Hastily catching his glass as the unsteady table jolted under his hands, he looked up; she had returned, jogging breathlessly from the direction of the beach.

“About time. What kept you?”

She dropped into the extra chair he had brought out with him, brushing escaped strands of hair back from her face. “They’ve put a maypole up down there. It was hard to get them to tell me anything between all their planning. They’re going to be having a bonfire tonight but by the sound of it, it’ll be kept to the shore, so we won’t have interruptions.”

Keats scoffed, taking a swig of whiskey and regretting it. “The...what was it, Celtic Neopagan Revivalist Society? It’s amazing, the lengths those types will go to indulge in their nonsense. I hope they won’t be visiting the henge.”

“Yes, that would be difficult tonight...” Ellen’s gaze wandered in the direction of the stone monument in the distance. Even now, it was both inviting and imposing. To the tourists, it would seem like a simple historical site, where they could cheerfully mangle a few ancient rituals and then head to the pub afterwards. Neither activity would be safe or wise tonight. “I expect the landlord is happy to have the business, though. It’s been a long time since there have been this many people here.”

They both paused to look around; indeed, there were people walking past now and then, hikers and spiritualists for the most part. The landlord was a savvy one, Keats had to admit; he knew how to market even a ghost town like this. He watched a couple walk off towards the lighthouse, dragging his gaze back to his drink when they passed out of sight; it took him a moment to notice Ellen’s sidelong glance.

“What?”

“You can’t say it’s nonsense after all the things we’ve seen, Keats.”

“I can. These people have no idea. If they knew anything at all about the Netherworld, they’d go back to Somerset or wherever they came from and leave it well alone,” he groused, drumming his fingers again. His sceptical nature had been beaten into submission in the most thorough way possible, and he still wasn’t happy about it. He had resorted to getting quite offended by mere mortals infringing on what was now- against his will- his territory.

Ellen chuckled softly, shaking her head. “I think it’s nice to see people take an interest. If they didn’t, Doolin would empty and be forgotten. Anyway...” She reached into her jacket, producing a piece of paper and handing it to him. “I got this last night. From Bogle. He was pleased to see me.”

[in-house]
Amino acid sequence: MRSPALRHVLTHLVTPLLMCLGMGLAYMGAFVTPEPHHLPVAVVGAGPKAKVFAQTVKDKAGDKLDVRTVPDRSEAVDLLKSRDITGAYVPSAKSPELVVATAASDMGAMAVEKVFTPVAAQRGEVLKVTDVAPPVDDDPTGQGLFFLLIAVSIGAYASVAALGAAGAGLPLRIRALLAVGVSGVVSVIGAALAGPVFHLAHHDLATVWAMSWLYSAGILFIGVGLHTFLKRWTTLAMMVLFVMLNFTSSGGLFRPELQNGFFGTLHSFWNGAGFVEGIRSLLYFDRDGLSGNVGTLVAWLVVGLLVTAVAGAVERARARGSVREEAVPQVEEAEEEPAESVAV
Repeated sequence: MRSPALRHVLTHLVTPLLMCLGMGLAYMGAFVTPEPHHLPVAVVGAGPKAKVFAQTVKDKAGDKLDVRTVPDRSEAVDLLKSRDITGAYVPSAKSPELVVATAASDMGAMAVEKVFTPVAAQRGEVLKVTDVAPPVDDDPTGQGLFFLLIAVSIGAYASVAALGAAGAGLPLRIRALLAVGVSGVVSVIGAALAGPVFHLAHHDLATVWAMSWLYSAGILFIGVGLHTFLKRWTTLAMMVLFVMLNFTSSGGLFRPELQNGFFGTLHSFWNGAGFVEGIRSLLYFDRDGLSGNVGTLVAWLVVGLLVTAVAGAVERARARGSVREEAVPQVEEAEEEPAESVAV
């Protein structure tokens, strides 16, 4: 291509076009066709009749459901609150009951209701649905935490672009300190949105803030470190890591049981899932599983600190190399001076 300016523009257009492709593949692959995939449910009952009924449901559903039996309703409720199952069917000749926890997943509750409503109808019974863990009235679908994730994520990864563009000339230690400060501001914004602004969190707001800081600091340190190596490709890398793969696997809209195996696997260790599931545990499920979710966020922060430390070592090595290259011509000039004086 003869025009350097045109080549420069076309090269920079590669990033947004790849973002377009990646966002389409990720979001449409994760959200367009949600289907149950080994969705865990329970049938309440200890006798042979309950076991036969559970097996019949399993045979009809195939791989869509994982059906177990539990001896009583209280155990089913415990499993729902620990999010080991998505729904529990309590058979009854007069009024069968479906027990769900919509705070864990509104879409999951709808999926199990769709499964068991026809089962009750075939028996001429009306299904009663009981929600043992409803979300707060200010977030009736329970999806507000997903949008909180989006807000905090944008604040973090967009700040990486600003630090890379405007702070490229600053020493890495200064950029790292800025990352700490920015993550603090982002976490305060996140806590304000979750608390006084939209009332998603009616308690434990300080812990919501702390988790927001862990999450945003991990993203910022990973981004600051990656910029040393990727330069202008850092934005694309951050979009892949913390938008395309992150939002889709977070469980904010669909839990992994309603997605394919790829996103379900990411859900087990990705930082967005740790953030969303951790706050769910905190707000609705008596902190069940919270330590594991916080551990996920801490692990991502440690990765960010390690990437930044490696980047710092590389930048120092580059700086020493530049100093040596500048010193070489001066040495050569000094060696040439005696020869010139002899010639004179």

“I’m sure he was,” Keats replied, his tone slightly derisive as he studied the page. Runic writing he could not read, and a scratchy, inky illustration of what seemed to be a fearsome creature, wreathed in ribbons of flame. Various small creatures were pictured holding their own against it, dousing it with water and earth. “Well, we know what to do, at least. That’s something. What is this thing, again?”

“He called it Walpurga. Apparently, it wakes around this time every year and causes trouble for the faeries. Rampaging around when you’re on fire like that is pretty destructive in a forest.” Ellen leaned back in her chair, looking around at the pub’s entrance; she was getting thirsty. “We can ask the halflives about it one last time before we head out, I suppose.”

“Hmm. Well, it’s getting on. We ought to rest up in preparation. This nocturnal lifestyle is going to rob you of your youth, you know.” Keats stretched out his arms, giving her a sly look. She laughed, incredulous.

“And yours?”

“Oh, journalism robbed me of mine.” While she chuckled at the thought of Keats frantically trying to meet his deadlines and finding grey hairs in the process, he stood, retrieving his coat and stashing the picture book page in his notebook. “I think it’s time for dinner. Care to join me?”

Ellen, somewhat startled, scrambled to her feet. They had eaten together at the pub plenty of times- they had little choice in the matter, really- but he rarely actually asked her. “Oh! Yes- Mrs Lester’s cooking is much better than the landlord’s was, isn’t it? I’m glad she has something to do.”

“Don’t let him hear you say that.” Keats swept inside the Bridge House, Ellen following, and that was the last of their business talk for the afternoon; the influx of hungry tourists made it much harder to speak freely. Still, the atmosphere was lively and warm, and the pair exchanged pleasantries with the other patrons. Awkward silences were, for once, thin on the ground.

As the evening wore on, the crowd thinned out, with many heading back outside to attend the celebrations at the beach; others excused themselves to go to bed, whether in one of the pub’s few guest rooms, in rented cottages, or (for the very brave) in tents pitched on open ground. Keats could only marvel at the way people had flocked to Doolin. Madness, in his opinion.

“You should build a hotel,” he suggested to the landlord as the man collected glasses. “If you’re bent on encouraging them, that is.”

The landlord chuckled, methodically stacking plates on a nearby table. “I shall have to think about that. Might be worth it to bring a bit of life back to the old place, eh? Are you alright there, Ellen?”